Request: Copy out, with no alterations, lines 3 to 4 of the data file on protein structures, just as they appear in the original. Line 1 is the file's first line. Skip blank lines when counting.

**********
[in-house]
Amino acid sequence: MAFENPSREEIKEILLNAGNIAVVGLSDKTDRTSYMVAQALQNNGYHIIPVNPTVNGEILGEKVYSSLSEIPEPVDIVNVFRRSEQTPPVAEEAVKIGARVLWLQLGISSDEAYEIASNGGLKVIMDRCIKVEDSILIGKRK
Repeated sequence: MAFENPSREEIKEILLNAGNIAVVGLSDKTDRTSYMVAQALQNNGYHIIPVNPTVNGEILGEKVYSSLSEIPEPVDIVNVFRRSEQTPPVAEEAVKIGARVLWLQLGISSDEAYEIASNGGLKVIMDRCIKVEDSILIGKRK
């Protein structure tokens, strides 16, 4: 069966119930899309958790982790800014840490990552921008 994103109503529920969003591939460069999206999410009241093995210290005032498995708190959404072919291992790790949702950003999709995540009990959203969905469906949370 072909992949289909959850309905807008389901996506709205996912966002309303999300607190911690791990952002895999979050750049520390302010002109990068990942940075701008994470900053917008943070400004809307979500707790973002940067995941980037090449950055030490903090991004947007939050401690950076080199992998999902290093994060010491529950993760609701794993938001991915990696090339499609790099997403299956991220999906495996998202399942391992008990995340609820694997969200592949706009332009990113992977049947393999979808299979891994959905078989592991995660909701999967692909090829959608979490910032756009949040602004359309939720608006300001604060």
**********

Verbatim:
Repeated sequence: MAFENPSREEIKEILLNAGNIAVVGLSDKTDRTSYMVAQALQNNGYHIIPVNPTVNGEILGEKVYSSLSEIPEPVDIVNVFRRSEQTPPVAEEAVKIGARVLWLQLGISSDEAYEIASNGGLKVIMDRCIKVEDSILIGKRK
């Protein structure tokens, strides 16, 4: 069966119930899309958790982790800014840490990552921008 994103109503529920969003591939460069999206999410009241093995210290005032498995708190959404072919291992790790949702950003999709995540009990959203969905469906949370 072909992949289909959850309905807008389901996506709205996912966002309303999300607190911690791990952002895999979050750049520390302010002109990068990942940075701008994470900053917008943070400004809307979500707790973002940067995941980037090449950055030490903090991004947007939050401690950076080199992998999902290093994060010491529950993760609701794993938001991915990696090339499609790099997403299956991220999906495996998202399942391992008990995340609820694997969200592949706009332009990113992977049947393999979808299979891994959905078989592991995660909701999967692909090829959608979490910032756009949040602004359309939720608006300001604060």